Also angry were the 50 or so demonstrators who managed to get into the Albert Hall that evening (many others stood outside chanting and booing). They managed to disrupt proceedings by heckling Bob Hope and throwing flour and ink bombs onto the stage. Their placards carried slogans such as “We are liberationists. Ban this disgraceful cattle market”. Visibly shaken, Hope fluffed his lines and suffered a serious sense-of-humour failure, accusing the demonstrators of being “on some kind of dope”. His attempts to restore a semblance of normality to the increasingly anarchic proceedings failed. At several points he was forced to retire from the front of the stage as missiles rained down.

Eventually security staff managed to eject some protesters, but not before one had thrown a heavy wooden football rattle at the judges. It narrowly missed Gairy and his colleagues, actress Joan Collins and country-and-western singer Glen Campbell.

The worst was yet to come. When, finally, the judges had deliberated, the winner and runners-up were announced by Bob Hope. The favourite (8-1), Miss UK, was nowhere. Third was the bookies’ second favourite (9-1), Miss Sweden. Second was the black South African contestant, and first was Miss Grenada (100-1), who earlier had dressed as a “nutmeg princess”.

It was a sensation. A black contestant had never before been crowned Miss World, and now the winner and runner-up were both black. Almost immediately the BBC’s switchboard was jammed by furious viewers complaining that the result was unfair and racially motivated. Thousands more rang newspapers and wrote indignant letters. Some members of the audience gathered outside the Albert Hall to chant “Swe-den, Swe-den”. While Jennifer Hosten celebrated her victory at a party she was blissfully unaware that her triumph had become a cause célèbre.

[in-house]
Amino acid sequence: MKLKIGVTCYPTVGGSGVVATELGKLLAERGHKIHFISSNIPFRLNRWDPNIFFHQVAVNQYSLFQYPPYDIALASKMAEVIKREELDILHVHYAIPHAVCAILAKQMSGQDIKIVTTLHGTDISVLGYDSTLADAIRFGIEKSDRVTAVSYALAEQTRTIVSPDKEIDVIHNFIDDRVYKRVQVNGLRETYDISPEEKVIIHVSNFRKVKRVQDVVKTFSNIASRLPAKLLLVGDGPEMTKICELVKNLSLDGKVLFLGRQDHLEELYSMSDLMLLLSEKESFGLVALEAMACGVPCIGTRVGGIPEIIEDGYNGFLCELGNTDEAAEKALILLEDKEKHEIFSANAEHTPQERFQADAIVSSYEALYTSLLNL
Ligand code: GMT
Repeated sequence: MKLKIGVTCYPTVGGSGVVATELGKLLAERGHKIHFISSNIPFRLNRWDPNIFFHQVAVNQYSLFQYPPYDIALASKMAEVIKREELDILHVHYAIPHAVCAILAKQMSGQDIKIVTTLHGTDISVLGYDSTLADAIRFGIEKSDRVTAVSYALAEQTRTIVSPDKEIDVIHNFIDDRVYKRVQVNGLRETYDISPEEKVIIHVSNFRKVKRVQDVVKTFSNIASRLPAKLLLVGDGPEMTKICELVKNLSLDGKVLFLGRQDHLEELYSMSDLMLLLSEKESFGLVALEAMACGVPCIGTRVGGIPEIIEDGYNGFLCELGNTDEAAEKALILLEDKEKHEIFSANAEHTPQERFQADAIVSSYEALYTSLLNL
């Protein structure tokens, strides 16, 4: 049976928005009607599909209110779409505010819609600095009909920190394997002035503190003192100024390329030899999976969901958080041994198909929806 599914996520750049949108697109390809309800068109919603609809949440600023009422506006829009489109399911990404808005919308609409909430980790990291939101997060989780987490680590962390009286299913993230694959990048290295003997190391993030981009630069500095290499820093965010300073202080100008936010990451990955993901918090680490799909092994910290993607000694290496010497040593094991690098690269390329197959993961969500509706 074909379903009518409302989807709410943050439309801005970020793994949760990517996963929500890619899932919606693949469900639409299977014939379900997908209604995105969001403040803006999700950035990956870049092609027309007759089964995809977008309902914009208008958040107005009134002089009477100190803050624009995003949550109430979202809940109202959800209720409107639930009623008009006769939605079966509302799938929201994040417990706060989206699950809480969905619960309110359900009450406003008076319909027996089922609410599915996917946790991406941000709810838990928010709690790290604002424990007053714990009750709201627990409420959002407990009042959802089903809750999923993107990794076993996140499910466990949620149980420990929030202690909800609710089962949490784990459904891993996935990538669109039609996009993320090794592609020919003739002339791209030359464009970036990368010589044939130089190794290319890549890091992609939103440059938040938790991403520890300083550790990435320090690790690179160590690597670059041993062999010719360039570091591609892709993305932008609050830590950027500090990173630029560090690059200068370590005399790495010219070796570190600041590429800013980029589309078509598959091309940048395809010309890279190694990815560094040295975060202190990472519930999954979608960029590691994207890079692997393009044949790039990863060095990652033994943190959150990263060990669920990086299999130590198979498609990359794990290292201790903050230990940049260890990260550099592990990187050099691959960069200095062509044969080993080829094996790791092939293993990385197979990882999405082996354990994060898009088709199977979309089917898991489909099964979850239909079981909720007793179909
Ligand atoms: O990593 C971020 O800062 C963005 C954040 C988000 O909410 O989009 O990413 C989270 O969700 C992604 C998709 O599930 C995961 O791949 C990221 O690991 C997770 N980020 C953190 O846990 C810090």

What seems to have unleashed the controversy was the perception that the judges’ voting was rigged – and the not entirely unreasonable belief that Premier Gairy might have had some influence on the outcome. But there was also a distinct subtext of racism. The British public was not, it seemed, ready for a non-white, and especially non-UK, Miss World.

The uproar refused to subside, and on November 24 Julia Morley resigned as chief organiser. In what was looking increasingly like a disputed election investigation, Eric Morley produced and published the judges’ “majority vote” ballot cards. They revealed that although Miss Sweden had more first-choice votes than Miss Grenada she fell behind in the accumulated second-, third-, fourth- and fifth-place votes. The Morleys were vindicated. Even then, the conspiracy theorists refused to give up. It was Gairy who had bullied – or charmed – his fellow judges into their decision. Gairy never openly confirmed or refuted the charges. He would impose his idiosyncratic form of leadership on Grenada until 1979 and his armed overthrow.

So it was that the 1970 Miss World contest briefly put Grenada on the map and launched Jennifer Hosten’s career (she subsequently became a high-level diplomat and moved to Canada, having toured US military bases in December 1970 with Bob Hope). If she said that her ambitions were to travel, meet people and save the world, she has probably come closer than most beauty queens to realising them.

The contest also introduced millions of TV viewers to radical feminism and advocates of direct action and was probably instrumental, even in a small way, in advancing the cause of gender equality. Miss World would never be the same again, and for that generations of TV viewers should be forever grateful.